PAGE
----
Securing the Supply Chain - Pharmaceutical Technology

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Securing the Supply Chain
FDA and industry seek to ensure drug quality and safety in a world complicated by global outsourcing and rising theft.


Pharmaceutical Technology
Volume 6, Issue 34, pp. 28-32

Sharing information


In Washington this month
In addition to identifiers and antitheft action plans, FDA wants industry to communicate more quickly about emerging health risks and supply problems with each other as well as with healthcare providers and regulators. A leading forum in support of sharing information is the Rx–360 consortium, which is moving forward with initiatives to share audit reports and details on supply problems and to develop standards and best practices for supplier audits. The group of some 40 manufacturers and suppliers recently launched a shared-audit pilot program, explained Martin van Trieste, senior vice-president for quality at Amgen, at the PDA workshop. Such collaboration has been limited, though, by US antitrust laws that inhibit how companies may exchange information on business practices and decisions. There's interest among industry and regulators in seeking advice from the Justice Department on how the group may discuss company audit results without violating anticompetition policy.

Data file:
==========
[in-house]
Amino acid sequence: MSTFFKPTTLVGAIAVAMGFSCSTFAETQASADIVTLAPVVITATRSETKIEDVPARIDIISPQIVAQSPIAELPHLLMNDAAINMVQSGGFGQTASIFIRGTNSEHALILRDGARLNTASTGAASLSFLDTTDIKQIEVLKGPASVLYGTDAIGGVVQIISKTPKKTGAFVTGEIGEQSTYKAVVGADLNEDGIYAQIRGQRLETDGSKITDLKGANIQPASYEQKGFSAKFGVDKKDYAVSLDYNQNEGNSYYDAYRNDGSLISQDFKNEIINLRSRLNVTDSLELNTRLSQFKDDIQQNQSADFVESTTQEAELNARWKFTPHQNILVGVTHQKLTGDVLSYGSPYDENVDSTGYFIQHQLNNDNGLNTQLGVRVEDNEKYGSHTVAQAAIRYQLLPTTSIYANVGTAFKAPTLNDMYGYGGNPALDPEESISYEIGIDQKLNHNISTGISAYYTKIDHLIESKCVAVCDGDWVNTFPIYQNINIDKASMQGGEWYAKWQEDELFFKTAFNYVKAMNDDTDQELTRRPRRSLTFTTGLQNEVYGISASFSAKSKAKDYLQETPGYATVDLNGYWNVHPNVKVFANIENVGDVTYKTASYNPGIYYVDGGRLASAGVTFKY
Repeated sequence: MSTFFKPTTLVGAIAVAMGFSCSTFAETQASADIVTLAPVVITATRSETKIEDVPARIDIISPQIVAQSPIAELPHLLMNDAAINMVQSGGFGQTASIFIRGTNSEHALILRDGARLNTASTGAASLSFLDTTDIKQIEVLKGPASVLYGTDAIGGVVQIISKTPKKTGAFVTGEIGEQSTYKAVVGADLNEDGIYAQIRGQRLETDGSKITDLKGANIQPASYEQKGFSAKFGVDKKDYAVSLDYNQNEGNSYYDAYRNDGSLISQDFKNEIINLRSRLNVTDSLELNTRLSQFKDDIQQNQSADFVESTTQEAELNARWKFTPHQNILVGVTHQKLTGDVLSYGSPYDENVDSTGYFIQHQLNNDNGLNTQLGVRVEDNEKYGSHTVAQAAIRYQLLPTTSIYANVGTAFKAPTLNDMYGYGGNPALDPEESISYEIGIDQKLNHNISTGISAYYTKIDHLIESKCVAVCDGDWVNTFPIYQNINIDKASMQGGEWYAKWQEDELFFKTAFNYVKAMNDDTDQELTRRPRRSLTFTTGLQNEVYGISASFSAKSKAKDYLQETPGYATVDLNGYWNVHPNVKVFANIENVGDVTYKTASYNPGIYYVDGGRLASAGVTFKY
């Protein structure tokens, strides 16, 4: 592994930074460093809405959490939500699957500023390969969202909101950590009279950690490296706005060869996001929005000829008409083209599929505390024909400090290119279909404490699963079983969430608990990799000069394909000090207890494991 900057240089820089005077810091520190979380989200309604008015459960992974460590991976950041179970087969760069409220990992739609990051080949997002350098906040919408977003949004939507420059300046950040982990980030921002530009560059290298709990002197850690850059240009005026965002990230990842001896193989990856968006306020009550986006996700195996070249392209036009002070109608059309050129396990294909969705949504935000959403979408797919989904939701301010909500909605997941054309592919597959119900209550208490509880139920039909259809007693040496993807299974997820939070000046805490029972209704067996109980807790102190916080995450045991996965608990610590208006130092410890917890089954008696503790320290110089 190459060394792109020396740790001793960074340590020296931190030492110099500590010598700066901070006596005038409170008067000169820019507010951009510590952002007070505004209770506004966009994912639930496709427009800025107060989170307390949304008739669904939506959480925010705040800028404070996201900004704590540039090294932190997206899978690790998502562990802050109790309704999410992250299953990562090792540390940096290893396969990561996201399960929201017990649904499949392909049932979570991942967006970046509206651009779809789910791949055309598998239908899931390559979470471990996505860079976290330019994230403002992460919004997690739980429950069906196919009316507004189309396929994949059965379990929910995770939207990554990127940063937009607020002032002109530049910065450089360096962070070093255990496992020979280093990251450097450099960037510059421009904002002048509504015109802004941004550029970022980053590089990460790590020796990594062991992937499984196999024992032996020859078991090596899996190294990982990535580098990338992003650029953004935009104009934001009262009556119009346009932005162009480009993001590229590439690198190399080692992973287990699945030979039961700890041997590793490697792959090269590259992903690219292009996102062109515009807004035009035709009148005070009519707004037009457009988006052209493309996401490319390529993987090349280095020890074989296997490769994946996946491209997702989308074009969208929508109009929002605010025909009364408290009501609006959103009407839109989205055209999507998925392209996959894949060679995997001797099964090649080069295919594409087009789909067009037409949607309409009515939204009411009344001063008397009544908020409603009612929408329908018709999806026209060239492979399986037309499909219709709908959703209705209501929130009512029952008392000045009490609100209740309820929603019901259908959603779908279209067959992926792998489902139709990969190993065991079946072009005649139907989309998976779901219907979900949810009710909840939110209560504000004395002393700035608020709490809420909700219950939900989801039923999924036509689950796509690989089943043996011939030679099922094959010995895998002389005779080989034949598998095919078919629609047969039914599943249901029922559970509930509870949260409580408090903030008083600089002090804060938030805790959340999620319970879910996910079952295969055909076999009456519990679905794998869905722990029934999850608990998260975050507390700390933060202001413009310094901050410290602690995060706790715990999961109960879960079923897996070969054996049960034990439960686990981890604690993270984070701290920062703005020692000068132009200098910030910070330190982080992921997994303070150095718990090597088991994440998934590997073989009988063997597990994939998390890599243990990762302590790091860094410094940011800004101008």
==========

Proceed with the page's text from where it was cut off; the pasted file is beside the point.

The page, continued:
Legislation that aligns state, federal, and international policies in the supply-chain management area also would support the campaign against drug counterfeiting, diversion, and theft. State licensing requirements for wholesalers and distributors vary considerably, and most states have no curbs on pharmacies that resell drugs from questionable sources such as hijackers. Uniform state licensing requirements and stiffer penalties for trafficking in stolen goods would be helpful. Such items could be included in legislation before Congress that aims to strengthen FDA's authority over imports, support more plant inspections, and establish a uniform electronic pedigree system that can track drugs and medical products through the supply chain. Unfortunately, it may take another crisis such as that with contaminated heparin, for Congress to act, and for all manufacturers to take stronger measures to ensure quality practices in supply-chain management.

Jill Wechsler is Pharmaceutical Technology's Washington editor, 7715 Rocton Ave., Chevy Chase, MD 20815, tel. 301.656.4634,
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FDASIA was signed into law two years ago. Where has the most progress been made in implementation?
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